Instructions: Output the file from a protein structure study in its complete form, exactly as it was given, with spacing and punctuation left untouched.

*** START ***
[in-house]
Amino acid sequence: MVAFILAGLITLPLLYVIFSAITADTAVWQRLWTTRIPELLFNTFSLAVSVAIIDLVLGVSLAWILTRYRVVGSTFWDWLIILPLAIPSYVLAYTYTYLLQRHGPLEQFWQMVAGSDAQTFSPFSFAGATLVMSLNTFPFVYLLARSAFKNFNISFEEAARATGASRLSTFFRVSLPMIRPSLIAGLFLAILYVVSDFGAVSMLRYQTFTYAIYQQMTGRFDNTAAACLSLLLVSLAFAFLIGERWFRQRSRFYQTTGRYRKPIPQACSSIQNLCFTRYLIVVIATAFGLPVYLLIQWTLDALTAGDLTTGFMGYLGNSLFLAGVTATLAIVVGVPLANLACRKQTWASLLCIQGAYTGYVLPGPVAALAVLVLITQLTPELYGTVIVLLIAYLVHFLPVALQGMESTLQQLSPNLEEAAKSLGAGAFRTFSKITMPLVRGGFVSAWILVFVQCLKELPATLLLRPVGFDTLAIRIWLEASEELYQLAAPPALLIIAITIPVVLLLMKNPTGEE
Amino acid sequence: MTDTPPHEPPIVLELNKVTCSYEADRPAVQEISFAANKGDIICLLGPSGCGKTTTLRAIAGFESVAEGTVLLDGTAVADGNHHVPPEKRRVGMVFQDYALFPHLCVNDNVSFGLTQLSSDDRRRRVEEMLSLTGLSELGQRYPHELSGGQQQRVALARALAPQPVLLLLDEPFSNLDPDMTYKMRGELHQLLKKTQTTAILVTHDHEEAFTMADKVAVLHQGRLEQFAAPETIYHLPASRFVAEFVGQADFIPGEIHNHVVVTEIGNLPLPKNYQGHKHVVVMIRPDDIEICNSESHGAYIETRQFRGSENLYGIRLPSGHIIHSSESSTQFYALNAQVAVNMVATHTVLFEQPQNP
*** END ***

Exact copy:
[in-house]
Amino acid sequence: MVAFILAGLITLPLLYVIFSAITADTAVWQRLWTTRIPELLFNTFSLAVSVAIIDLVLGVSLAWILTRYRVVGSTFWDWLIILPLAIPSYVLAYTYTYLLQRHGPLEQFWQMVAGSDAQTFSPFSFAGATLVMSLNTFPFVYLLARSAFKNFNISFEEAARATGASRLSTFFRVSLPMIRPSLIAGLFLAILYVVSDFGAVSMLRYQTFTYAIYQQMTGRFDNTAAACLSLLLVSLAFAFLIGERWFRQRSRFYQTTGRYRKPIPQACSSIQNLCFTRYLIVVIATAFGLPVYLLIQWTLDALTAGDLTTGFMGYLGNSLFLAGVTATLAIVVGVPLANLACRKQTWASLLCIQGAYTGYVLPGPVAALAVLVLITQLTPELYGTVIVLLIAYLVHFLPVALQGMESTLQQLSPNLEEAAKSLGAGAFRTFSKITMPLVRGGFVSAWILVFVQCLKELPATLLLRPVGFDTLAIRIWLEASEELYQLAAPPALLIIAITIPVVLLLMKNPTGEE
Amino acid sequence: MTDTPPHEPPIVLELNKVTCSYEADRPAVQEISFAANKGDIICLLGPSGCGKTTTLRAIAGFESVAEGTVLLDGTAVADGNHHVPPEKRRVGMVFQDYALFPHLCVNDNVSFGLTQLSSDDRRRRVEEMLSLTGLSELGQRYPHELSGGQQQRVALARALAPQPVLLLLDEPFSNLDPDMTYKMRGELHQLLKKTQTTAILVTHDHEEAFTMADKVAVLHQGRLEQFAAPETIYHLPASRFVAEFVGQADFIPGEIHNHVVVTEIGNLPLPKNYQGHKHVVVMIRPDDIEICNSESHGAYIETRQFRGSENLYGIRLPSGHIIHSSESSTQFYALNAQVAVNMVATHTVLFEQPQNP